Like any other TED Talk video online, Juliana Rotich's presentation on solving Africa's internet access problem with her organisation's latest product, the BRCK modem, aroused the interest of many people.
More than 163,000 of them, in fact.
Rotich explained that her nonprofit tech company, Ushahidi [Swahili for "testimony"], wanted to tackle the problem of connectivity in Africa and created a rugged portable device with a battery that could work for up to eight hours between charges, and switch between ethernet, WiFi, 3G and, if lucky, 4G.
It is a frequent problem faced by the company, which is based in the Kenyan capital, Nairobi, and is known for crowdsourcing crisis information.
"BRCK was built initially to scratch our own itch," Philip Walton, BRCK's director of software, told Al Jazeera. "We have resources that constantly need to be online and we were losing a lot of connectivity."
The video from June's TEDGlobal conference in Edinburgh, Scotland, had many comments lauding the BRCK team for providing rural communities and tech entrepreneurs an option to connect in harsh conditions.
But one commenter brought the issue of internet access home to other website visitors.
"Actually, the problem is not just connectivity; it's price and limited bandwidth too," user Tify Ndanobi said.
"While most of you probably have unlimited bandwidth and rarely ever think of it, us in Africa have to be very careful with [every] page viewed, every video played."
It may seem unfair to lump all African countries together, as economic and political situations vary dramatically across the vast continent. However, analysts said it is facilities such as power and water that become bogged down by incomplete network infrastructure throughout the continent.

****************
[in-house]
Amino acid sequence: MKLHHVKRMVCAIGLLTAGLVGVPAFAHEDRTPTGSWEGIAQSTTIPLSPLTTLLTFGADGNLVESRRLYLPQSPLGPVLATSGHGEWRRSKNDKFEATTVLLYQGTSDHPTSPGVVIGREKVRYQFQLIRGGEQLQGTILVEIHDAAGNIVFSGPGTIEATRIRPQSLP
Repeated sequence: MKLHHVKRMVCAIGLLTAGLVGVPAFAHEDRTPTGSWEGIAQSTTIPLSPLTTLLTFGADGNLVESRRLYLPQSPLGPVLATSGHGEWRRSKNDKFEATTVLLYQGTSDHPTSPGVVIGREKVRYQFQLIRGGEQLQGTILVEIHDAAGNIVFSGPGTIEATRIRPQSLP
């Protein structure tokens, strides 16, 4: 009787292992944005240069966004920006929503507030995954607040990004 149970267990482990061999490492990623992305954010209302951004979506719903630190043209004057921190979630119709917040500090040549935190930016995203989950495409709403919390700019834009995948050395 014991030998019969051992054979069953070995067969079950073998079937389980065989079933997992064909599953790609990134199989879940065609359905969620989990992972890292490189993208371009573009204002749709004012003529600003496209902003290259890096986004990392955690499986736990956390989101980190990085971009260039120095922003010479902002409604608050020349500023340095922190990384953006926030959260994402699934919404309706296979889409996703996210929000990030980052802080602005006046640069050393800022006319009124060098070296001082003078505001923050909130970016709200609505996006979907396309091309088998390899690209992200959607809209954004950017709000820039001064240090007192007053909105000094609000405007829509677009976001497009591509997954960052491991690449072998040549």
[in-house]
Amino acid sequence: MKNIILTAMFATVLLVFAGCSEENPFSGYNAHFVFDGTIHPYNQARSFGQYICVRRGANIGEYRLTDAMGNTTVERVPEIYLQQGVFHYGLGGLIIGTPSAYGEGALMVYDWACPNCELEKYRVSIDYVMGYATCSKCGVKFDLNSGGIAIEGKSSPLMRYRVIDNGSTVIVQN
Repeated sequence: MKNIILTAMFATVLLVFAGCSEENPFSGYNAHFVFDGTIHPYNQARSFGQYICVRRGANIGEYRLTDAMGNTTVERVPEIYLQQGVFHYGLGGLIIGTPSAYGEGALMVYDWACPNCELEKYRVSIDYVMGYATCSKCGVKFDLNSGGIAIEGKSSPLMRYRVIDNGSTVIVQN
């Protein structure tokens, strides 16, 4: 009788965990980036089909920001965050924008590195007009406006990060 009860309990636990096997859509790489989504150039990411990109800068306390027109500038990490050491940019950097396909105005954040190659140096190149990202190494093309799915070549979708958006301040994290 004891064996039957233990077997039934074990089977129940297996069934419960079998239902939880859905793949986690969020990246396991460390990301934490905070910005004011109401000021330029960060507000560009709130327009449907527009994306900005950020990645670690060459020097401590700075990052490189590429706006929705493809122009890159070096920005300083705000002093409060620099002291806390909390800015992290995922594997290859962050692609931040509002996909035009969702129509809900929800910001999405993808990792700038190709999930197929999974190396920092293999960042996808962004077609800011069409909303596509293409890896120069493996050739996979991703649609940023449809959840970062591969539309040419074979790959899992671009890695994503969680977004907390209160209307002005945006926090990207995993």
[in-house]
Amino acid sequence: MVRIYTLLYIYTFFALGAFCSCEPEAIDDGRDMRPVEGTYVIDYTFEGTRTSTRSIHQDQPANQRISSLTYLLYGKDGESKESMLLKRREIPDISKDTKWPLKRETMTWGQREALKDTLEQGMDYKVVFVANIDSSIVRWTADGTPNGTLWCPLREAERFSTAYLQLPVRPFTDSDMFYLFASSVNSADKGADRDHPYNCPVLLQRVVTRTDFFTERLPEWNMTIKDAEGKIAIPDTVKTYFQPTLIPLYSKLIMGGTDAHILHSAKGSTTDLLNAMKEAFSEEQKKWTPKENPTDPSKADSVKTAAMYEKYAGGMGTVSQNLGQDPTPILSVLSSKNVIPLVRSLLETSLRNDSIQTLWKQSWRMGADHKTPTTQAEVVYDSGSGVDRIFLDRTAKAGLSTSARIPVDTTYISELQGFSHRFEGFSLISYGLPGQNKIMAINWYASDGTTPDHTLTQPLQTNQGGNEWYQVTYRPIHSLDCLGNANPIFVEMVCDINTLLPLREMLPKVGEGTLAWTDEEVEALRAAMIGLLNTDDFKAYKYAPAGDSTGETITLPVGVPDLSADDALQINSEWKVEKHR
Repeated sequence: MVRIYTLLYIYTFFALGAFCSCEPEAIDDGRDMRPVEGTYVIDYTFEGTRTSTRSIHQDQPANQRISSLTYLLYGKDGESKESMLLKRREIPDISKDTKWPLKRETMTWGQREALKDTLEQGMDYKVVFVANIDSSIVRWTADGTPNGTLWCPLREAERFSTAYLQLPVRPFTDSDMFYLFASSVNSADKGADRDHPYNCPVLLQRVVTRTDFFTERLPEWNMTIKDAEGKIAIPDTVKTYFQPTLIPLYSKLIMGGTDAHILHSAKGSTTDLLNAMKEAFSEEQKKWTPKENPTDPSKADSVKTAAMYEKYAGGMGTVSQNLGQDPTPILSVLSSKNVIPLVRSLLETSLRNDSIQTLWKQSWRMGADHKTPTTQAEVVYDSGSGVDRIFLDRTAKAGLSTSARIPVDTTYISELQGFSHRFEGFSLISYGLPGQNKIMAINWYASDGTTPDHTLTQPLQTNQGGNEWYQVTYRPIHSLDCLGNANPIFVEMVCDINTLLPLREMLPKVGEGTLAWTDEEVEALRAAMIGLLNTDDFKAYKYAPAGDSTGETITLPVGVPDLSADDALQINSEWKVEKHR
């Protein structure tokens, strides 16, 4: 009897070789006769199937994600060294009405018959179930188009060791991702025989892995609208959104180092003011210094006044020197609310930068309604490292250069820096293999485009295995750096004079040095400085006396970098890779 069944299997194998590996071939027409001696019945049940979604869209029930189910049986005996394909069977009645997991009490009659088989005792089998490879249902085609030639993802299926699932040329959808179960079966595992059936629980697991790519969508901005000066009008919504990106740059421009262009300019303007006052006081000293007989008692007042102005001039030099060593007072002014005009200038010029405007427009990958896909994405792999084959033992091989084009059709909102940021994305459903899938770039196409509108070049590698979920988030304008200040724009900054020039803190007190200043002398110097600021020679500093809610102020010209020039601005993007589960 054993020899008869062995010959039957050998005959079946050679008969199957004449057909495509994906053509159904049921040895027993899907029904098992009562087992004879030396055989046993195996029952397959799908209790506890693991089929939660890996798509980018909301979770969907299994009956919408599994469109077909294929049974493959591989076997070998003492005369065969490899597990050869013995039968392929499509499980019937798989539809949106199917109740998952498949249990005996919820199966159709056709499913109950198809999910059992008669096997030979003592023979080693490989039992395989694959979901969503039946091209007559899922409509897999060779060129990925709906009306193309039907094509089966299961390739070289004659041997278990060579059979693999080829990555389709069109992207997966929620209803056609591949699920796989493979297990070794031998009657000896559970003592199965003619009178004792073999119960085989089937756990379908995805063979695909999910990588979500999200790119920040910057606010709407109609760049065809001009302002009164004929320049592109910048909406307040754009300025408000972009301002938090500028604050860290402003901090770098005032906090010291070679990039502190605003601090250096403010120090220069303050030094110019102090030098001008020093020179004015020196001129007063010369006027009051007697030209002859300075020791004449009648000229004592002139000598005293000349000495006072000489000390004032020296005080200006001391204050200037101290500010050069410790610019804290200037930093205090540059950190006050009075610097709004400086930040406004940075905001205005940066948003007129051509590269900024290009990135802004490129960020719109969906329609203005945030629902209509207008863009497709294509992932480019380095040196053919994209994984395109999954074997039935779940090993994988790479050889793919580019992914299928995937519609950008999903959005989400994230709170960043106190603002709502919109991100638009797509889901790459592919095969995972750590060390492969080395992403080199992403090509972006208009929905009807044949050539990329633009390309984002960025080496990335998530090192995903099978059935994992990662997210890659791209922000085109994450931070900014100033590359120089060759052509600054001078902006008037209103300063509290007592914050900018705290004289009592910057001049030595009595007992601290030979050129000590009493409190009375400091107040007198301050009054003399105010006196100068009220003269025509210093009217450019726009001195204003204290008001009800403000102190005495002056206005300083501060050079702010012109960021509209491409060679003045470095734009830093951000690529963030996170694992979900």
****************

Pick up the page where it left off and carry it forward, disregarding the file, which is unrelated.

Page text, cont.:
We are looking at how do we move that last mile, what are the tech we can use to bridge that final gap.
The latest data from Internet World Stats, an international online market research company, suggests fewer than 16 percent of African users have access to the internet.
But the difference in Africa is that more private technology companies, such as Ushahidi and even Microsoft, are coming up with innovative ways to provide fast and affordable broadband access, and, in time, Africa might buck the global trend of relying completely on traditional cable networks.
In an article for IEEE Spectrum, a magazine published by the Institute of Electrical and Electronics Engineering, Les Cottrell, manager of networking and telecommunications at the SLAC National Accelerator Laboratory, wrote about measuring Africa's digital development.
Cottrell said that, globally, wireless access is becoming the default means of connection - even in locations where fibre-optic cables are available, which could put Africa at the forefront of internet technology.
"The cost of the infrastructure is quite high, especially if you have to connect every home with copper cables and fibre-optic cables," Cottrell told Al Jazeera.
"I think in many cases Africa will actually 'leapfrog' the need to install hard-wired cables everywhere, and will be able to use different techniques such as the BRCK modem, the low-earth orbiting satellites or the 3G solutions to get connectivity to where they need."
Satellite vs cable
Cottrell's PingER project measures how well data is flowing between world regions in order to pinpoint internet bottlenecks.
His findings show that 2009 data rates to and from Africa was similar to Europe's rate 15 years before that.
Reliance on geostationary satellites is to blame, explained Cottrell. With a signal being relayed to and from spacecraft up to 40,000km away, online applications see significant delays and lag
|Satellite could boost internet access
One company, o3B Networks, is trying to reduce that, by launching a constellation of low to medium-Earth orbit satellites to provide faster internet access. It had launched four of eight satellites by June.
Back on Earth, prices come down and speeds go up with the use of new terrestrial fibre-optic cables that connect major capital cities across Africa.
But what happens to access in rural areas?
"Typically, there may not be existing fibre-optics to all rural districts, and even if there are, they may not be available," Cottrell said. "For example, oil companies... do have [cable] routes they own that will get them to some rural areas. But they may not be allowed to sell that route to someone who wants to put a fibre-optic cable, or if they have one [they] may not be able to share it with a communications company."